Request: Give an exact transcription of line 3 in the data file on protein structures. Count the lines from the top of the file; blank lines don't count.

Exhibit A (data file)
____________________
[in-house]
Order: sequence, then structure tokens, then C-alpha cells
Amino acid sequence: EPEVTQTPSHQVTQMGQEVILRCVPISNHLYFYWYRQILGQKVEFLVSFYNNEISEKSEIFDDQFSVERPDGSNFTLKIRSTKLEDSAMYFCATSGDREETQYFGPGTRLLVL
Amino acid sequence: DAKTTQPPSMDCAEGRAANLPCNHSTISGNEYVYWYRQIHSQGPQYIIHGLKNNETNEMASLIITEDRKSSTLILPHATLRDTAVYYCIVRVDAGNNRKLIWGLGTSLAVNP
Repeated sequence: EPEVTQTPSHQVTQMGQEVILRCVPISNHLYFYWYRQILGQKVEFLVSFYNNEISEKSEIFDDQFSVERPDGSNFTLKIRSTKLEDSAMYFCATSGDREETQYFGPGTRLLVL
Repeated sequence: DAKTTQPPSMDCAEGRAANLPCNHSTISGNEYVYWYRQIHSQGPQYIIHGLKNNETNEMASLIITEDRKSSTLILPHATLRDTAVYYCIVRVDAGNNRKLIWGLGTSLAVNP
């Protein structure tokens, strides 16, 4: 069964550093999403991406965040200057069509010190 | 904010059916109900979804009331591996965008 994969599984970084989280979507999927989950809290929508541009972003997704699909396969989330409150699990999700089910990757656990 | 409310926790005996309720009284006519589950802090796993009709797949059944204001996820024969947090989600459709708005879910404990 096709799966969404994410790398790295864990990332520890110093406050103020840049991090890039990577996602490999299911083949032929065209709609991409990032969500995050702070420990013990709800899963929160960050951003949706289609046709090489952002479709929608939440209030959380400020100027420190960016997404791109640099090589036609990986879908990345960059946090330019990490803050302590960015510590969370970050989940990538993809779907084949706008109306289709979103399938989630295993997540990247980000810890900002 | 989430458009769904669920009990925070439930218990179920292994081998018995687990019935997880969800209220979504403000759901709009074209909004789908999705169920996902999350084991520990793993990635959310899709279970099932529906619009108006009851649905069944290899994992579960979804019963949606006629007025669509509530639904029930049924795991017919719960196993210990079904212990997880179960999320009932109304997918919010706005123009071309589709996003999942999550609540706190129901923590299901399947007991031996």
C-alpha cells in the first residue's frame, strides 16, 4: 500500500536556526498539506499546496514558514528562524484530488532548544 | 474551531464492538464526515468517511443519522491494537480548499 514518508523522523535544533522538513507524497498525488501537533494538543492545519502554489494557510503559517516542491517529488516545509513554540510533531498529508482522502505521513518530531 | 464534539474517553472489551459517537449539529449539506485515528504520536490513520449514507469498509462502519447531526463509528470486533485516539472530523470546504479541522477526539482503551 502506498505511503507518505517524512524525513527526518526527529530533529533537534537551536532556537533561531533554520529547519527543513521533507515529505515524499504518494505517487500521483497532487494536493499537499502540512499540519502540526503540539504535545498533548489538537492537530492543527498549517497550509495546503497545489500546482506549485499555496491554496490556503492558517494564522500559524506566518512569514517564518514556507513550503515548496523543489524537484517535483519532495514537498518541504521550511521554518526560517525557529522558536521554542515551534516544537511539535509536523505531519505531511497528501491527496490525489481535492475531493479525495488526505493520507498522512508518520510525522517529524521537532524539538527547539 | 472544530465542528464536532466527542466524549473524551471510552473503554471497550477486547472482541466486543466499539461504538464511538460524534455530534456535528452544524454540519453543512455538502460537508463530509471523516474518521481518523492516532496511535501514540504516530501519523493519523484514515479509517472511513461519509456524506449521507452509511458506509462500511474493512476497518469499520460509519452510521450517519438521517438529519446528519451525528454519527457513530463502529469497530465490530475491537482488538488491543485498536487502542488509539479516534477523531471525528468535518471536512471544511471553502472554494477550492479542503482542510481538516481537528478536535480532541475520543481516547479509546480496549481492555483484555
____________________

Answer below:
Amino acid sequence: EPEVTQTPSHQVTQMGQEVILRCVPISNHLYFYWYRQILGQKVEFLVSFYNNEISEKSEIFDDQFSVERPDGSNFTLKIRSTKLEDSAMYFCATSGDREETQYFGPGTRLLVL